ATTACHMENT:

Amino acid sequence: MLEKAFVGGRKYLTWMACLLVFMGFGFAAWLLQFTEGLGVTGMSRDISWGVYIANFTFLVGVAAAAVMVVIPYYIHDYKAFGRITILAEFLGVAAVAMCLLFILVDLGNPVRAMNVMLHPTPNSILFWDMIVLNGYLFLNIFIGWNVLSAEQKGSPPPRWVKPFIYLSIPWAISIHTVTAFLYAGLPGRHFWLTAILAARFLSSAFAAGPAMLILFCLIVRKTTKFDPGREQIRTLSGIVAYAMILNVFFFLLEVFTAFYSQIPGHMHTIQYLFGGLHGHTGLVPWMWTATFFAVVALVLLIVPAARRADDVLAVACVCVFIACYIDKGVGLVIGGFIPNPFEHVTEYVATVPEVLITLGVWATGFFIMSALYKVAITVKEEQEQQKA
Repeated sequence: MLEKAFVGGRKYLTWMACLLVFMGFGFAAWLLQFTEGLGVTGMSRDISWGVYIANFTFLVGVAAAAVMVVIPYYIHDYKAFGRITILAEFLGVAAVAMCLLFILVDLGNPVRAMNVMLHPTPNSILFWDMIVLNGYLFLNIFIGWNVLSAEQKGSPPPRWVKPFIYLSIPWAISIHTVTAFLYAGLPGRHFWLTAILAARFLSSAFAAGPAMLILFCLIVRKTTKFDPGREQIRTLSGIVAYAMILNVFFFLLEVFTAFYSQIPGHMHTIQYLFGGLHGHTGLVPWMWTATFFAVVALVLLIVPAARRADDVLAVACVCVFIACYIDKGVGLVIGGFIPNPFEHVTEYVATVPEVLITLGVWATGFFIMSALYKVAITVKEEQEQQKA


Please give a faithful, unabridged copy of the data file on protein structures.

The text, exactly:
Amino acid sequence: MLEKAFVGGRKYLTWMACLLVFMGFGFAAWLLQFTEGLGVTGMSRDISWGVYIANFTFLVGVAAAAVMVVIPYYIHDYKAFGRITILAEFLGVAAVAMCLLFILVDLGNPVRAMNVMLHPTPNSILFWDMIVLNGYLFLNIFIGWNVLSAEQKGSPPPRWVKPFIYLSIPWAISIHTVTAFLYAGLPGRHFWLTAILAARFLSSAFAAGPAMLILFCLIVRKTTKFDPGREQIRTLSGIVAYAMILNVFFFLLEVFTAFYSQIPGHMHTIQYLFGGLHGHTGLVPWMWTATFFAVVALVLLIVPAARRADDVLAVACVCVFIACYIDKGVGLVIGGFIPNPFEHVTEYVATVPEVLITLGVWATGFFIMSALYKVAITVKEEQEQQKA
Repeated sequence: MLEKAFVGGRKYLTWMACLLVFMGFGFAAWLLQFTEGLGVTGMSRDISWGVYIANFTFLVGVAAAAVMVVIPYYIHDYKAFGRITILAEFLGVAAVAMCLLFILVDLGNPVRAMNVMLHPTPNSILFWDMIVLNGYLFLNIFIGWNVLSAEQKGSPPPRWVKPFIYLSIPWAISIHTVTAFLYAGLPGRHFWLTAILAARFLSSAFAAGPAMLILFCLIVRKTTKFDPGREQIRTLSGIVAYAMILNVFFFLLEVFTAFYSQIPGHMHTIQYLFGGLHGHTGLVPWMWTATFFAVVALVLLIVPAARRADDVLAVACVCVFIACYIDKGVGLVIGGFIPNPFEHVTEYVATVPEVLITLGVWATGFFIMSALYKVAITVKEEQEQQKA